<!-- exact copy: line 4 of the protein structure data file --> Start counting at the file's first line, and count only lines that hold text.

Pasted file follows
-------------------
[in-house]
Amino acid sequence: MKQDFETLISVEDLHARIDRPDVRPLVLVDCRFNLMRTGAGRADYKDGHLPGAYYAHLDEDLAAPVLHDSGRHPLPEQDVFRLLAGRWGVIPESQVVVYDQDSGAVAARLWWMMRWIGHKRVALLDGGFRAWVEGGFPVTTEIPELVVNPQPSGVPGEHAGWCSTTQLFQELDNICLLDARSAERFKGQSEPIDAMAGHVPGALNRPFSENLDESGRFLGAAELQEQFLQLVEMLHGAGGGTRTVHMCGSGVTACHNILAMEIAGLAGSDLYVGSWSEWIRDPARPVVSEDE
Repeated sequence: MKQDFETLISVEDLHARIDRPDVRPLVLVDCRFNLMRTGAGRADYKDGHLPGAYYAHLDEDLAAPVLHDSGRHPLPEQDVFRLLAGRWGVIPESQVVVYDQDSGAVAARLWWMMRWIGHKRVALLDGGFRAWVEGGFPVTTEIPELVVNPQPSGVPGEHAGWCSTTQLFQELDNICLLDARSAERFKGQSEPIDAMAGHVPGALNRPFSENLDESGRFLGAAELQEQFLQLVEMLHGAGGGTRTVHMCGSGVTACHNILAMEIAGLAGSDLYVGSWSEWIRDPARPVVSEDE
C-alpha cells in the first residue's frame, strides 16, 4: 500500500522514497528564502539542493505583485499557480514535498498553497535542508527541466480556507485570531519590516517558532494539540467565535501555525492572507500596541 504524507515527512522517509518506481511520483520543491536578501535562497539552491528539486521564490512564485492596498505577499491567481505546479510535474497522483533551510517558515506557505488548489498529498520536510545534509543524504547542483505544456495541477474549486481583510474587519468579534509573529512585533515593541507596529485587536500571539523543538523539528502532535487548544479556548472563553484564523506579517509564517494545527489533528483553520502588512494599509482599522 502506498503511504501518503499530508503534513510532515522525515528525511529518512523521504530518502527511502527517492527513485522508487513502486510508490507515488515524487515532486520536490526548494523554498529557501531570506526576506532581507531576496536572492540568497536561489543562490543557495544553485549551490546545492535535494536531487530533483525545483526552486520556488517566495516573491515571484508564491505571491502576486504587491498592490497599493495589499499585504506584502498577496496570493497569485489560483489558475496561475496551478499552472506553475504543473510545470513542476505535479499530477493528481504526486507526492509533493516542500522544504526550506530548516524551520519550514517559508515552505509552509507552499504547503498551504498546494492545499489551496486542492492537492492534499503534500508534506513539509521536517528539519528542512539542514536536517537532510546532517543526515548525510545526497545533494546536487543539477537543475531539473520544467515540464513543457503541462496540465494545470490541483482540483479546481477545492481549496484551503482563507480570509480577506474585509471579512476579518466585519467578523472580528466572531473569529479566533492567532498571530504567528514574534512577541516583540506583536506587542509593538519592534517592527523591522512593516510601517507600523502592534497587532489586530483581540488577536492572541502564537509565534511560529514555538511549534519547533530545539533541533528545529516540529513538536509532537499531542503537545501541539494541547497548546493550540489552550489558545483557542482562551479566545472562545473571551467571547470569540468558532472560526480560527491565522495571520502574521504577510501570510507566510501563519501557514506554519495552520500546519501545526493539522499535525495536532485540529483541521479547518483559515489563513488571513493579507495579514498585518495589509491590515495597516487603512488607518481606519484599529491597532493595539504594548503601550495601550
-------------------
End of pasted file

C-alpha cells in the first residue's frame, strides 16, 4: 500500500522514497528564502539542493505583485499557480514535498498553497535542508527541466480556507485570531519590516517558532494539540467565535501555525492572507500596541 504524507515527512522517509518506481511520483520543491536578501535562497539552491528539486521564490512564485492596498505577499491567481505546479510535474497522483533551510517558515506557505488548489498529498520536510545534509543524504547542483505544456495541477474549486481583510474587519468579534509573529512585533515593541507596529485587536500571539523543538523539528502532535487548544479556548472563553484564523506579517509564517494545527489533528483553520502588512494599509482599522 502506498503511504501518503499530508503534513510532515522525515528525511529518512523521504530518502527511502527517492527513485522508487513502486510508490507515488515524487515532486520536490526548494523554498529557501531570506526576506532581507531576496536572492540568497536561489543562490543557495544553485549551490546545492535535494536531487530533483525545483526552486520556488517566495516573491515571484508564491505571491502576486504587491498592490497599493495589499499585504506584502498577496496570493497569485489560483489558475496561475496551478499552472506553475504543473510545470513542476505535479499530477493528481504526486507526492509533493516542500522544504526550506530548516524551520519550514517559508515552505509552509507552499504547503498551504498546494492545499489551496486542492492537492492534499503534500508534506513539509521536517528539519528542512539542514536536517537532510546532517543526515548525510545526497545533494546536487543539477537543475531539473520544467515540464513543457503541462496540465494545470490541483482540483479546481477545492481549496484551503482563507480570509480577506474585509471579512476579518466585519467578523472580528466572531473569529479566533492567532498571530504567528514574534512577541516583540506583536506587542509593538519592534517592527523591522512593516510601517507600523502592534497587532489586530483581540488577536492572541502564537509565534511560529514555538511549534519547533530545539533541533528545529516540529513538536509532537499531542503537545501541539494541547497548546493550540489552550489558545483557542482562551479566545472562545473571551467571547470569540468558532472560526480560527491565522495571520502574521504577510501570510507566510501563519501557514506554519495552520500546519501545526493539522499535525495536532485540529483541521479547518483559515489563513488571513493579507495579514498585518495589509491590515495597516487603512488607518481606519484599529491597532493595539504594548503601550495601550